Havana, Cuba  

 

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Thomas Barrat  
  CUBA'S HOTEL NACIONAL - A HISTORICAL PROFILE

The land now occupied by the HOTEL NACIONAL DE CUBA was part of an area known in the early centuries of the colonial area as Monte Vedado (vedado - prohibited) because of a Spanish government decree banning the creation of paths to the beach in that area; this is why one of the function rooms is named "Sala Vedado".

The constant attacks by privateers and pirates, followed by the capture of Havana by the English, prompted the construction of various fortifications, towers, batteries, including at this site (now occupied by the hotel gardens) the Santa Clara battery. Together with Havana's old town (La Havana Vieja), this was listed as a UNESCO World Heritage Site in 1982. The remnants of this defence system, two cannons, are currently on display in the garden: the Krupp and the Ordóñez; the latter was the world's largest in its day.

The promontory on which the hotel sits was known as the Loma de Taganana, a reference to the name by which a famous cave that lies beneath the hotel's foundations was known for centuries, explaining the name Sala Taganana given to another of the establishment's elegant function rooms.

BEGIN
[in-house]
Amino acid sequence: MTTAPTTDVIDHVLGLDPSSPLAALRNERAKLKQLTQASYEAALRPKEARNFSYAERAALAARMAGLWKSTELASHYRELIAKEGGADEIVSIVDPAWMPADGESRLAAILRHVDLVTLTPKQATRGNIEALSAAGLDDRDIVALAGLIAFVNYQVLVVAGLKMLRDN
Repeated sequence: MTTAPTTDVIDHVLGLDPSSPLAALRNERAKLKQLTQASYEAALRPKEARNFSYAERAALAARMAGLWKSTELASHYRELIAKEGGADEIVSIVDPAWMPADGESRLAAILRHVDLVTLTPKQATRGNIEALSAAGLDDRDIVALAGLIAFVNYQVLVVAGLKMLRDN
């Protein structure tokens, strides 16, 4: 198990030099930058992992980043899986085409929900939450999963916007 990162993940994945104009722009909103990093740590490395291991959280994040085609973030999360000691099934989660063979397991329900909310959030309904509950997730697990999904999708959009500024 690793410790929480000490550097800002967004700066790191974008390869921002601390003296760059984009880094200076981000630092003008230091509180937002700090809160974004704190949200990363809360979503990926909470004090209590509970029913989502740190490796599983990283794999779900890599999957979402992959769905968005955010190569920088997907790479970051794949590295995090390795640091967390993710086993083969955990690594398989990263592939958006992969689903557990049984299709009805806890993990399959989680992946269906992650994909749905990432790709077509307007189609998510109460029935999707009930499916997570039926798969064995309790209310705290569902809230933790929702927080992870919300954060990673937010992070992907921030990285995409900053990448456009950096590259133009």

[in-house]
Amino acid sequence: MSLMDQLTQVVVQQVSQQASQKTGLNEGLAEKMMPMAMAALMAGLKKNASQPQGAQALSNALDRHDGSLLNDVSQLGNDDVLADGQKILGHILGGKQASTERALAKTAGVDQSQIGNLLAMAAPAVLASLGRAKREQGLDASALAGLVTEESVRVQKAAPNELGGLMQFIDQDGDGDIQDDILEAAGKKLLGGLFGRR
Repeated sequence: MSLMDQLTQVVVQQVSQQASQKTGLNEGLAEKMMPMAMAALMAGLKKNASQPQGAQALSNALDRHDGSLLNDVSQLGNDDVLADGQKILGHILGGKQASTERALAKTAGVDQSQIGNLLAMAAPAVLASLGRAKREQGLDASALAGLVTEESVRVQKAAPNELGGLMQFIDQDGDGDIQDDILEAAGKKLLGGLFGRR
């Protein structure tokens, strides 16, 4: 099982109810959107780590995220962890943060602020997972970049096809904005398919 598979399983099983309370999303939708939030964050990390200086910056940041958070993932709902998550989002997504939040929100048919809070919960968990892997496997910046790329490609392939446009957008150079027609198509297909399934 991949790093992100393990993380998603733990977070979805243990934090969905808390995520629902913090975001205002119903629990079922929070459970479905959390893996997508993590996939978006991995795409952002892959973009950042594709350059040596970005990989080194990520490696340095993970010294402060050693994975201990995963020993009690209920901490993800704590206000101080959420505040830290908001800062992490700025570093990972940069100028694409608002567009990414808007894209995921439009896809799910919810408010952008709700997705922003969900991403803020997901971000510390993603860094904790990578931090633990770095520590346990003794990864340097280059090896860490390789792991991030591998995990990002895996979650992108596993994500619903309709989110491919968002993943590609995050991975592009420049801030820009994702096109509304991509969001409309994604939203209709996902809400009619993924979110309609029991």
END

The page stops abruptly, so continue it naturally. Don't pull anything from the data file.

The decision to build a luxury hotel was taken in the late 1920s. The American firms McKim, Mead & White and Purdy & Henderson Co., tasked with the planning and construction, completed the palatial edifice in 14 months.

The hotel exhibits an eclectic architectural style, reflecting Art Deco, Arabic references, features of Hispano-Moorish architecture, and both neo-classical and neo-colonial elements. There are even details from the centuries-old Californian style. The resulting unique example of so many schools of architecture is the most unusual and interesting hotel in the Caribbean region.

The HOTEL NACIONAL DE CUBA was opened on the night of 30 December 1930. The party to celebrate the opening, attended by leading lights of the time, was held in the ballroom.

 


Tom Barrat email: tbarrat@gmail.com